The Essentials of Geometry
D.C. Heath & Company, 1899 - Geometry - 395 pages
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ABCD altitude approaches the limit axis base bounded called centre circle circumference circumscribed coincide common cone cone of revolution construct convex cube denote determined diameter diedral angle dimensions distance divided Draw lines drawn equally distant equilateral equivalent faces Find foot frustum Given Given line given point Hence homologous indefinitely inscribed intersection lateral area lateral edges lateral surface lies line drawn lune measure meet multiplied mutually Note parallel parallelopiped passing perimeter perpendicular plane MN polar pole polyedral polyedron prism produced Proof PROP Prove pyramid radii radius rectangular regular respectively revolved sector sides similar slant height solid sphere spherical triangle squares straight line surface tangent tetraedron THEOREM total surface triangular triedral unit vertex vertices volume Whence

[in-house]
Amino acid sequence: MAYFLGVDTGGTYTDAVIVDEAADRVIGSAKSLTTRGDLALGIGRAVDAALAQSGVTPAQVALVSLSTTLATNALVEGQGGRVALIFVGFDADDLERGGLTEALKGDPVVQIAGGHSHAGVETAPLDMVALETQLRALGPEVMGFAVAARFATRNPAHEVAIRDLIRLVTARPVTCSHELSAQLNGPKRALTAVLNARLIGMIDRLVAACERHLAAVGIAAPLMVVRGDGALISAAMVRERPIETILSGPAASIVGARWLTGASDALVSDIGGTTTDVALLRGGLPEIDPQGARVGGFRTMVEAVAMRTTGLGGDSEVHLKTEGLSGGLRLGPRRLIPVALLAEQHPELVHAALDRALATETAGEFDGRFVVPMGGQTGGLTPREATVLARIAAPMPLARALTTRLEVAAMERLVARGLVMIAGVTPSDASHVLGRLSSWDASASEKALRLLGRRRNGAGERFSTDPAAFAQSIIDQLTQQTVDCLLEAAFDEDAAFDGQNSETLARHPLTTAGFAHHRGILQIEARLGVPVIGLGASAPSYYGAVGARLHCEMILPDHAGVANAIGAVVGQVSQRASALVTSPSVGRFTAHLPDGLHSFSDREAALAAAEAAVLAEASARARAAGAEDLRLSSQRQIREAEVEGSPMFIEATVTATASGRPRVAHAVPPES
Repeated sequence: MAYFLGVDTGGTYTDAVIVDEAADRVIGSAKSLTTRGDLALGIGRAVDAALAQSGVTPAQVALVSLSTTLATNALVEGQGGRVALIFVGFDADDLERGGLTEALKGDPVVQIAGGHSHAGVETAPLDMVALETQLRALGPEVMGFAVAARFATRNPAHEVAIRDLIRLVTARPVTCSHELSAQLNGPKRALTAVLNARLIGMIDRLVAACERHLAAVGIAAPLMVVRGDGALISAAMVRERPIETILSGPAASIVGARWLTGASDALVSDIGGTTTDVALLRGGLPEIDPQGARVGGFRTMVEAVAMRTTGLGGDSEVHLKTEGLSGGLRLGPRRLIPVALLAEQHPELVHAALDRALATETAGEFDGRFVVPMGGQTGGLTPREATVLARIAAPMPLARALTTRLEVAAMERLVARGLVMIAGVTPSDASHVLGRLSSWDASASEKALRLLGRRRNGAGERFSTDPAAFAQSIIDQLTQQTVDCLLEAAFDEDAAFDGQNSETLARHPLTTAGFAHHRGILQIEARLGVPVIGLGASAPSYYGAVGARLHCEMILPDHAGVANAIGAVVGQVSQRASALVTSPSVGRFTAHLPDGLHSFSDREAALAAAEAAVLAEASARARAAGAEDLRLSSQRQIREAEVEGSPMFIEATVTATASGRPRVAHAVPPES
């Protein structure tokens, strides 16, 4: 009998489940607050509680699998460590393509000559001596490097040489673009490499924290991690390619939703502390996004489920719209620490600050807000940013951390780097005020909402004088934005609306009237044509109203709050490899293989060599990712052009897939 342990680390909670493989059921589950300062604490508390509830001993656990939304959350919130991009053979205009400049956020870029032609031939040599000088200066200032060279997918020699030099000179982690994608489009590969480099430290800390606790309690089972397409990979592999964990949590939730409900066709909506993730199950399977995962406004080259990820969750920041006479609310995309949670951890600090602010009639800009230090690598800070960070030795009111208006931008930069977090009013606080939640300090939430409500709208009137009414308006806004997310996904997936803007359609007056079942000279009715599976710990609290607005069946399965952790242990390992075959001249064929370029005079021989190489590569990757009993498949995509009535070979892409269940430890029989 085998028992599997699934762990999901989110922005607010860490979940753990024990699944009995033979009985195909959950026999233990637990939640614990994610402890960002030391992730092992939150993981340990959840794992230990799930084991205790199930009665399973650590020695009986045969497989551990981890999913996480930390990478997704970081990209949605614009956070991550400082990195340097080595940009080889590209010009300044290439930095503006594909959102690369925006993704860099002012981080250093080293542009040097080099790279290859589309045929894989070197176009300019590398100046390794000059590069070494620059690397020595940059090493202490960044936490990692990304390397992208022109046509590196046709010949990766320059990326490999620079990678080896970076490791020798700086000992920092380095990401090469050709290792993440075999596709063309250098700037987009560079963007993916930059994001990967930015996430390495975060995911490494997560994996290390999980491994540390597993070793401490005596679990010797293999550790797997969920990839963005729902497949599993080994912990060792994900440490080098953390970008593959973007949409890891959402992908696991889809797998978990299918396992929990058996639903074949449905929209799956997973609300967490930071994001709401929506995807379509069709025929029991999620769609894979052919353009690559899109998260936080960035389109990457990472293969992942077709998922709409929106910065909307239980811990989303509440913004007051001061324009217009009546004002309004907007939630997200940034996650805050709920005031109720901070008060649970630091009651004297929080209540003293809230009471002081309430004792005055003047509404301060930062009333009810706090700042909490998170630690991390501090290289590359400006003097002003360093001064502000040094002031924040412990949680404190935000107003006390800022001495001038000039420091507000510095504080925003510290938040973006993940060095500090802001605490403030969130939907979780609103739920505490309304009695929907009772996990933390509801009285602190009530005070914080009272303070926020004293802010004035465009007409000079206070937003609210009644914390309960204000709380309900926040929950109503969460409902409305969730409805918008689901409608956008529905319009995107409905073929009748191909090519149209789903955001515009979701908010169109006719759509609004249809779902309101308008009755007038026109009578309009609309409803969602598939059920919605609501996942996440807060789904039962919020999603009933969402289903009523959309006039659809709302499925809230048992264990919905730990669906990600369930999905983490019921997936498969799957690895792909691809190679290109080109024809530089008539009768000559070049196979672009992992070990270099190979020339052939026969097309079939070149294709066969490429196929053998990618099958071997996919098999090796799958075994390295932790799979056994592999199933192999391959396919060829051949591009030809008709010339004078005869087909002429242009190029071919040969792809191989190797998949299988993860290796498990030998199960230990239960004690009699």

Page 371 - A zone is a portion of the surface of a sphere included between two parallel planes.
Page 261 - The projection of a point on a plane is the foot of the perpendicular drawn from the point to the plane.
Page 336 - A spherical polygon is a portion of the surface of a sphere bounded by three or more arcs of great circles. The...
Page 328 - A sphere is a solid bounded by a surface all points of which are equally distant from a point within called the centre.
Page 237 - ... the three sides of one are equal, respectively, to the three sides of the other. 2. Two right triangles are congruent if...
Page 243 - The perpendicular is the shortest line that can be drawn from a point to a straight line.
Page 353 - The area of a lune is to the surface of the sphere as the angle of the lune is to four right angles, or as the arc which measures that angle is to the circumference.
Page 375 - S7rR = 4WR1. (789) Therefore, the area of the surface of a sphere is equal to the area of four great circles. 791. COR. 2. TJie areas of the surfaces of two spheres are to each other as the squares of their radii, or as the squares of their diameters.
Page 297 - Pyramids are to each other as the products of their bases by their altitudes.
Page 347 - If two angles of a spherical triangle are unequal, the sides opposite are unequal,, and the greater side is opposite the greater angle...